Sunday, December 1, 2013

Dealing With A Flare-Up

I had a fairly productive summer. But when October rolled around, suddenly my fingers and knees got stiff and began to throb. No matter what I took: ibuprofen, aspirin, Tylenol, Norco, and combinations of them, I got no relief. I kept smearing topical ointments on, but relief was brief. I know I built up a tolerance to all the medications I have and as the weather gets colder, and my body started to hurt more, I started to lose my ability to cope. In one of the many email newsletters I get, there was the ugly word: Hyperalgesia – when you build up a tolerance to Opioids and the probability that they end up making pain worse vs better. I tried to get in to see my PCP sooner, but she’s a popular doctor & is booked for weeks in advance.

I pulled out my knee braces. I pulled out my cane. I wondered how I was going to handle getting supplies I needed or doing my laundry. Meanwhile I went through all my books and printouts and magazine articles searching for a solution. And I was back to what I thought I had overcome: with my entire day being about finding ways to get relief. The only time I got a break from hurting was when I listened to a meditation tape or climbed into a very warm bath. While I was in the water, I was able to completely relax and disconnect from pain.

My doctor appointment was coming up (with my PCP)… and I found the “Partners Against Pain” website. They suggested planning ahead for doctor visits, gathering background materials, and establishing goals for your office visit. Since I did a lot of this anyway, it was reassuring to know this was a good thing for me to do. I worked on this ‘project’ for almost a month—organizing all my thoughts—and typing up a detailed report to hand to my doctor.

At the appointment, I told my doctor that my general weekly activities had included volunteering at the Chamber of Commerce a few half days a week, going for a 20-25 minute walk almost every day, doing some simple exercises on a therapy ball I have at home (plus a few planks and squats against a door), doing some traction at home, and spending time on the internet using facebook and reading email newsletters, reading books, and writing. I added that my huge accomplishment was getting another book finished. SO, I began to feel empowered vs. helpless/hopeless and was doing better, and have been a bit more active than in previous years (haven’t used a wheelchair or motorized cart that are in the stores in a LONG time). I wasn’t prepared for the change of season triggering a major flare-up and dragging me back down again—especially with the onset of hip, leg, thigh and knee pain. If I don’t have my legs, I can’t go for the walks. And there is no heated pool nearby to exercise in. I may also be experiencing some PTSD.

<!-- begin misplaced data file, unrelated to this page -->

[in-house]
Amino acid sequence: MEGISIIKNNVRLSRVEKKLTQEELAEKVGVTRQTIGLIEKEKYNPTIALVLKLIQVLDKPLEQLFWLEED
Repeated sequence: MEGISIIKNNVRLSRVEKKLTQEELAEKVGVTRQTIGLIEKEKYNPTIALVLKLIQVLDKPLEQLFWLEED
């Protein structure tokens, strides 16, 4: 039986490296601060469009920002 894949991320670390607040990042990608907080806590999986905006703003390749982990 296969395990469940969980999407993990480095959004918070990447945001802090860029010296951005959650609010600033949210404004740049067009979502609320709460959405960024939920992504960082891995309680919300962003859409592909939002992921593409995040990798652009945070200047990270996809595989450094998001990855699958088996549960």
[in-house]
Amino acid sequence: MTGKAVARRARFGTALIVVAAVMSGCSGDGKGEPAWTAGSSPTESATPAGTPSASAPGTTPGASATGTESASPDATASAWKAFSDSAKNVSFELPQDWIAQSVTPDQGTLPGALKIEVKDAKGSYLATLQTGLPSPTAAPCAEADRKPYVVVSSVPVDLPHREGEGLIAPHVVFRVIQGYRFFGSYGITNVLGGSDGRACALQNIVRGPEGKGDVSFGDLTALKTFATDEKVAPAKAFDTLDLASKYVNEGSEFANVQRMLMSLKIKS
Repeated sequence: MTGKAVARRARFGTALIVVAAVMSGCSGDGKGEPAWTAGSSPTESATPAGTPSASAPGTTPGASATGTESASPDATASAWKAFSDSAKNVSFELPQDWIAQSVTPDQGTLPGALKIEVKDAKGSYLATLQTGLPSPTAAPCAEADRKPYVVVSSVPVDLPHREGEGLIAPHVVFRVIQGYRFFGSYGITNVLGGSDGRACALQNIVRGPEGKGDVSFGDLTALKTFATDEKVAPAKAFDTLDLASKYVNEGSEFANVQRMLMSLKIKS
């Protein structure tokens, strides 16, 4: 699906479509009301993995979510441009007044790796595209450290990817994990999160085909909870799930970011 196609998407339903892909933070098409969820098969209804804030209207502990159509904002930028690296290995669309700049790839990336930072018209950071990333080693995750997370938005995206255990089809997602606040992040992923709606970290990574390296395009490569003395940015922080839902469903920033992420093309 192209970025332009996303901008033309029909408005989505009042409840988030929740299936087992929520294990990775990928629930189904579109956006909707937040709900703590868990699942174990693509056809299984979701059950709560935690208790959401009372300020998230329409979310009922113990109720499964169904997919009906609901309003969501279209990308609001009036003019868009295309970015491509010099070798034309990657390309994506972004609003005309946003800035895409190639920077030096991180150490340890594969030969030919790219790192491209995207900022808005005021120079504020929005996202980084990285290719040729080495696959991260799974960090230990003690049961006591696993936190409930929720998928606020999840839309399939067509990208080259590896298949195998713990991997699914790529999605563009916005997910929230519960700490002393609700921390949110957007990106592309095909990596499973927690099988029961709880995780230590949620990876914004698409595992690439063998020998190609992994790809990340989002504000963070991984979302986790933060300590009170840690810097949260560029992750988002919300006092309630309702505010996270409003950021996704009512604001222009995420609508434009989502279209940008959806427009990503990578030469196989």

I added that I’ve been able to see Dr. Cully (chiropractor) twice a month for the last year (covered by Medicare with a small co-pay). Yay! I’ve made progress with the regular therapies he offers as far as arthritis in my spine, but there isn’t a whole lot he can do to alleviate the fibromyalgia symptoms. Dr. Cully helped me a LOT with my lower back and neck, but, as with the rib, I am still struggling with the C5-C6/T1-T4 area. He got me an over-the-door traction device to use at home for my neck awhile back (which I regret to not using regularly), but I do get some relief while I’m in it. I have two visits left this year (for chiropractic) that Medicare will pay for. I don’t know how many I will have in 2014. He recently got a heated water-jet massage bed which I get to use for 10 minutes prior to him working on me. When I get an extra $20, I will be able to use it for 30 minutes in the evenings. He also got a decompression table. He hoped this device would be beneficial to my Degenerative Disk Disease situation and Spondylolisthesis. Last month he did decompression on me for the first time and I got “rebound spasms”. I couldn’t even stand up when I was released and I found out what 10 is on the pain scale. As much as my body hurts, I am grateful I am not like THIS every day!

Back at home, I had found in a Self magazine, an article on Pain-Depression: so I researched the Mirtazapine I am on to see if it targets both serotonin and norepinephrine. The answer was yes and it seemed I wasn’t on a high enough dose. I also found an article on Benzodiazepines and FMS so I began to use more of the Ativan I had when spasms were triggered. I went through my old medical records and found a 2006 rheumatologist report to show my doctor so she agreed on getting new x-rays on my knees.

I reported on the medications I was taking regularly and asked for input on my ideas about increasing the dose of Mirtazapine and Gabapentin. She agreed. Gabapentin, by the way, has been suppressing the Herpes virus I’ve been plagued with for 37 years, and perhaps it suppresses the other viruses in my system, too.

The following Monday, I got a call from the nurse that the x-rays showed that I had ‘mild’ arthritis in my knees and I was prescribed Meloxicam (generic for Mobic) along with increased doses of Mirtazapine and Gabapentin. That night I took the first Meloxicam and the next morning I woke up without pain in my fingers and knees AND SPINE. I haven’t taken any Norco since then… and I started slowly getting back to activities I was enjoying and was able to start my exercise routine again. Oh, yes, I can play my guitar again.

I love my PCP!